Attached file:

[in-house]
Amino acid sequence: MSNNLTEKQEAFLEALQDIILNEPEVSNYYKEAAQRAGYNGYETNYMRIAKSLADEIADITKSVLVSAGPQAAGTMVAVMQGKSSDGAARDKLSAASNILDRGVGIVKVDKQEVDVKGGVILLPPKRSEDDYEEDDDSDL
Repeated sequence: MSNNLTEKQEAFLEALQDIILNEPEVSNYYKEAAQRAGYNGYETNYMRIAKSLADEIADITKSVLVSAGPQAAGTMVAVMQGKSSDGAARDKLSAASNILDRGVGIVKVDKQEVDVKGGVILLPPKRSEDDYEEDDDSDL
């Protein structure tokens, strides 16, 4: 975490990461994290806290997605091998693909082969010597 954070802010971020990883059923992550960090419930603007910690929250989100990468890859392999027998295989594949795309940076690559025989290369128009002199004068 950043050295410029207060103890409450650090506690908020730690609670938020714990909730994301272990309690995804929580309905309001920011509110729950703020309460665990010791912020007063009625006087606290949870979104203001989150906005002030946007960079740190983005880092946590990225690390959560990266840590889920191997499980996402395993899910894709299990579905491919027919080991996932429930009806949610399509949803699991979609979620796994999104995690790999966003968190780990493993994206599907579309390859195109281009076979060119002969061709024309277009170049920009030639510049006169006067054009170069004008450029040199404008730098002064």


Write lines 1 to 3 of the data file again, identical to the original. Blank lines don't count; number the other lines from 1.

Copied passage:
[in-house]
Amino acid sequence: MSNNLTEKQEAFLEALQDIILNEPEVSNYYKEAAQRAGYNGYETNYMRIAKSLADEIADITKSVLVSAGPQAAGTMVAVMQGKSSDGAARDKLSAASNILDRGVGIVKVDKQEVDVKGGVILLPPKRSEDDYEEDDDSDL
Repeated sequence: MSNNLTEKQEAFLEALQDIILNEPEVSNYYKEAAQRAGYNGYETNYMRIAKSLADEIADITKSVLVSAGPQAAGTMVAVMQGKSSDGAARDKLSAASNILDRGVGIVKVDKQEVDVKGGVILLPPKRSEDDYEEDDDSDL